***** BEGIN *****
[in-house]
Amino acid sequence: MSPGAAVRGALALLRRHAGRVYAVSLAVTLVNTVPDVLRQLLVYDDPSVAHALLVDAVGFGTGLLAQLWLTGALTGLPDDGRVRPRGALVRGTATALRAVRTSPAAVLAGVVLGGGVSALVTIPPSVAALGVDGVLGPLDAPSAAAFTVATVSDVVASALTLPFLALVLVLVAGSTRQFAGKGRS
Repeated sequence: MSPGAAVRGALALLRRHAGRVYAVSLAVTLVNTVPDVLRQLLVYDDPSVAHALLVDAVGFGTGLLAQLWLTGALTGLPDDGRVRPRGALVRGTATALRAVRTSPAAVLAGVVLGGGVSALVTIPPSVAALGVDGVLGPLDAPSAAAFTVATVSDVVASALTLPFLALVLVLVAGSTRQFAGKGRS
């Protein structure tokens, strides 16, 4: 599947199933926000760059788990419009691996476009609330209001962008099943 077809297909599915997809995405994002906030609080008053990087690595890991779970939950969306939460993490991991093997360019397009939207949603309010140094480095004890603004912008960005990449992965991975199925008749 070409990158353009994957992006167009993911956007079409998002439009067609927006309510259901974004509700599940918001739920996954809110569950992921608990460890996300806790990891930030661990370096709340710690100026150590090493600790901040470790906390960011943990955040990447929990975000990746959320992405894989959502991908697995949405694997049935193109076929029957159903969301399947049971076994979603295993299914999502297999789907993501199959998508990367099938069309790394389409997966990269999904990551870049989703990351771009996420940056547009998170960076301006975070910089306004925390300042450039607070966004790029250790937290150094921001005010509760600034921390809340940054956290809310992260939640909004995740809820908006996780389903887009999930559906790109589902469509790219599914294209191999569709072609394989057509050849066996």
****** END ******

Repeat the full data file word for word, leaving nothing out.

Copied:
[in-house]
Amino acid sequence: MSPGAAVRGALALLRRHAGRVYAVSLAVTLVNTVPDVLRQLLVYDDPSVAHALLVDAVGFGTGLLAQLWLTGALTGLPDDGRVRPRGALVRGTATALRAVRTSPAAVLAGVVLGGGVSALVTIPPSVAALGVDGVLGPLDAPSAAAFTVATVSDVVASALTLPFLALVLVLVAGSTRQFAGKGRS
Repeated sequence: MSPGAAVRGALALLRRHAGRVYAVSLAVTLVNTVPDVLRQLLVYDDPSVAHALLVDAVGFGTGLLAQLWLTGALTGLPDDGRVRPRGALVRGTATALRAVRTSPAAVLAGVVLGGGVSALVTIPPSVAALGVDGVLGPLDAPSAAAFTVATVSDVVASALTLPFLALVLVLVAGSTRQFAGKGRS
């Protein structure tokens, strides 16, 4: 599947199933926000760059788990419009691996476009609330209001962008099943 077809297909599915997809995405994002906030609080008053990087690595890991779970939950969306939460993490991991093997360019397009939207949603309010140094480095004890603004912008960005990449992965991975199925008749 070409990158353009994957992006167009993911956007079409998002439009067609927006309510259901974004509700599940918001739920996954809110569950992921608990460890996300806790990891930030661990370096709340710690100026150590090493600790901040470790906390960011943990955040990447929990975000990746959320992405894989959502991908697995949405694997049935193109076929029957159903969301399947049971076994979603295993299914999502297999789907993501199959998508990367099938069309790394389409997966990269999904990551870049989703990351771009996420940056547009998170960076301006975070910089306004925390300042450039607070966004790029250790937290150094921001005010509760600034921390809340940054956290809310992260939640909004995740809820908006996780389903887009999930559906790109589902469509790219599914294209191999569709072609394989057509050849066996």